Researchers from the University of Helsinki claim to have discovered what centuries of trial and error has failed to produce; a hangover cure.
National media outlets were captivated last week by a study carried out by two Finnish universities into a potential hangover cure.
The amino acid L-cysteine can calm down alcohol-related nausea and headaches, according to a study published in the journal Alcohol and Alcoholism last week.
It found that 1,200 milligrams of amino acid L-cysteine could reduce alcohol-related nausea and headaches, while a dose of 600 milligrams helped alleviate stress and anxiety.
L-cysteine is an essential amino acid which can be found in meat, dairy products, eggs, legumes, nuts and seeds, as well as some protein powders. According to the University of Rochester Medical Center, it has been used previously to help treat arthritis and the hardening of arteries.
Researchers from the University of Helsinki and the University of Eastern Finland carried out a double-blind study, where 19 men were dosed with 1.5 grams of alcohol per kilogram of body weight over the course of three hours in a controlled setting.
They were then offered either a placebo, or a L-cysteine tablet with added vitamins. These tablets were supplied by Finnish supplement startup Catapult Cat, which launched in 2016 and funded the study by the two universities.
The company recommends taking one tablet just before you start drinking alcohol, then take the following tablets every one to two hours, “as long as your alcohol consumption continues”.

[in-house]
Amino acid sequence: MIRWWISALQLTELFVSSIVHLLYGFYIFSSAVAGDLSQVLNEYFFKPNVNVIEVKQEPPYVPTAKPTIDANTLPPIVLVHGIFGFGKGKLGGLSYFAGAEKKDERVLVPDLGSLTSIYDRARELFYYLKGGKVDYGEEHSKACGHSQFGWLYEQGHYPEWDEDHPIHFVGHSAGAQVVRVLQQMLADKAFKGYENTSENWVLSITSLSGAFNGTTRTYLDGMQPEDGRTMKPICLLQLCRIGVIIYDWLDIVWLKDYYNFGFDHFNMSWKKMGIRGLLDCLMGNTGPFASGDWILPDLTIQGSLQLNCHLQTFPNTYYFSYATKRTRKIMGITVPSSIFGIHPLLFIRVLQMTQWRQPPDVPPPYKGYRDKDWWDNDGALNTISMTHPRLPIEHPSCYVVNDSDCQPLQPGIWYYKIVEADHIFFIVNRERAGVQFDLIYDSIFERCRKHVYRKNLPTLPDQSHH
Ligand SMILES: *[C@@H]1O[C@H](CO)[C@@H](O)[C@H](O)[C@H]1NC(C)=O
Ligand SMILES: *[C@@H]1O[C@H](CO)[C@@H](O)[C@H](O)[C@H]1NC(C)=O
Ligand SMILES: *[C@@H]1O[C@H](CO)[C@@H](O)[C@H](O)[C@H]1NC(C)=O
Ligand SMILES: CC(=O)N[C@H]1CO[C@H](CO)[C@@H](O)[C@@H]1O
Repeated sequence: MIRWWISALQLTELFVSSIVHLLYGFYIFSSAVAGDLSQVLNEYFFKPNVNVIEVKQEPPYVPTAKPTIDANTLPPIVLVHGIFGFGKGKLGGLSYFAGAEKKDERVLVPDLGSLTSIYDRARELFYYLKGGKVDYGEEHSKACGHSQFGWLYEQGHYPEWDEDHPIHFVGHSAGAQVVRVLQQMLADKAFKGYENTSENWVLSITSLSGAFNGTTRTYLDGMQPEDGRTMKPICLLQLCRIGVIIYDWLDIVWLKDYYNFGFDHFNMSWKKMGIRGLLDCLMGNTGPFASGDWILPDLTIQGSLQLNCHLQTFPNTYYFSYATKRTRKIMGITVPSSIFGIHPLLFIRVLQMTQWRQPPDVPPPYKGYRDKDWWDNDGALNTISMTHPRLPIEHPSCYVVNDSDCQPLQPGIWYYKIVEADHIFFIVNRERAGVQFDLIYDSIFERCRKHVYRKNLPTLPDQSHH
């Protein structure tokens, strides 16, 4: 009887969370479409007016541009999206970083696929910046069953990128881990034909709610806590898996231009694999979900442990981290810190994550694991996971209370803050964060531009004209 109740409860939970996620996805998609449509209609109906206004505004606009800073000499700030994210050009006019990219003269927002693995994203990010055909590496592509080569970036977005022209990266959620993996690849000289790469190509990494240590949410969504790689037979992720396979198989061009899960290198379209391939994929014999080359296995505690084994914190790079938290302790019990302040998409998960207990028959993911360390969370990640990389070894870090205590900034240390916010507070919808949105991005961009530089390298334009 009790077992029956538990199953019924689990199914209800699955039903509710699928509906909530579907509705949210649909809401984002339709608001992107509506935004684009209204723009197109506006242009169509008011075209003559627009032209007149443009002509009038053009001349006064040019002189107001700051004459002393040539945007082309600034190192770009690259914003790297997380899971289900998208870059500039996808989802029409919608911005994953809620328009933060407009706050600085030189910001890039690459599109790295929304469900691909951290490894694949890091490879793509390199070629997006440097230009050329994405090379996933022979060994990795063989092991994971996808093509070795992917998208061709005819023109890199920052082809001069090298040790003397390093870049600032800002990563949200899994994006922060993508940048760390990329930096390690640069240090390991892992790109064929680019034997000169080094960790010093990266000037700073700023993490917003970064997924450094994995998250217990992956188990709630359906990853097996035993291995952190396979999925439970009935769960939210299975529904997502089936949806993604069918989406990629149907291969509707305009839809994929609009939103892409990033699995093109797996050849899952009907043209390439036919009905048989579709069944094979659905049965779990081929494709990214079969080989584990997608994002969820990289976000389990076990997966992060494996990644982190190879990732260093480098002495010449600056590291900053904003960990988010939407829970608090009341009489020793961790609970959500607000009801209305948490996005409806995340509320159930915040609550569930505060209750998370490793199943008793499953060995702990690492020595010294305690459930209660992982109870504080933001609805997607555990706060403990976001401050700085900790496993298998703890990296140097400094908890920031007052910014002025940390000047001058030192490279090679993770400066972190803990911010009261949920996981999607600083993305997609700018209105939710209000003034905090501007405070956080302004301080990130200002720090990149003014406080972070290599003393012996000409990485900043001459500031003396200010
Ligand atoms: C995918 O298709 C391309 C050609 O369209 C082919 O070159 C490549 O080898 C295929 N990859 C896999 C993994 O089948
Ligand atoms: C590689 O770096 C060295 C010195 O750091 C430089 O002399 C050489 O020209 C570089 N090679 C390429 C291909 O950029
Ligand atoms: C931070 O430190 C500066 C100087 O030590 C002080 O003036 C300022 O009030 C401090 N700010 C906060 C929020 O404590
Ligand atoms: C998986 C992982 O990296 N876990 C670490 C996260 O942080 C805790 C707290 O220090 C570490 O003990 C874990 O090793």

The study found that the amino acid was effective in preventing or alleviating “hangover, nausea, headache, stress and anxiety” in the volunteers.
The researchers said its effects were “unique” and could play a role in “preventing or alleviating [hangover] symptoms as well as reducing the risk of alcohol addiction.”
Supposed hangover cures are big business for health supplement producers, but cause headaches for advertising watchdogs. This is due to the fact that medical regulatory bodies in countries such as the UK and Germany list hangovers as medical conditions or illnesses, so supposed “cures” would need thorough regulation. The US’ Food and Drug Administration issued warning letters to seven companies last month for illegally selling unapproved products labeled as dietary supplements that claim to cure, treat, mitigate or prevent hangovers.
A German court ruled that hangovers are an “illness” in a landmark case against the maker of an anti-hangover drink last September. The court said in its ruling that illnesses included small or temporary changes to the body’s normal state, and added that drinks cannot be marketed as being able to prevent or treat illnesses.
In January, the UK’s Advertising Standards Authority banned a health drink company’s advert for containing overblown statements about its ability to cure hangovers. It is against the ASA’s code to claim that a food could prevent, treat or cure disease, and hangovers also come under this category.
E-commerce platform Firebox was forced to remove a hangover patch it had listed in 2012 after the UK’s Medicines and Healthcare products Regulatory Agency (MHRA) has ruled that it was essentially an unlicensed medicine. The product was invented by plastic and reconstructive surgeon Dr Leonard Grossman and was launched in the US 2011, but had not received any official medical backing either in the US or UK.
While the Finish supplement study is a step in the right direction to affirming its hangover cure claims, the researchers also faced a few difficulties during the study. One researcher, Markus Metsala, told local media that some participants couldn’t consume all the alcohol required and had to be excluded, some had such high tolerance levels that they didn’t display hangover symptoms; and some were excluded because they insisted on topping up their own alcohol dosage.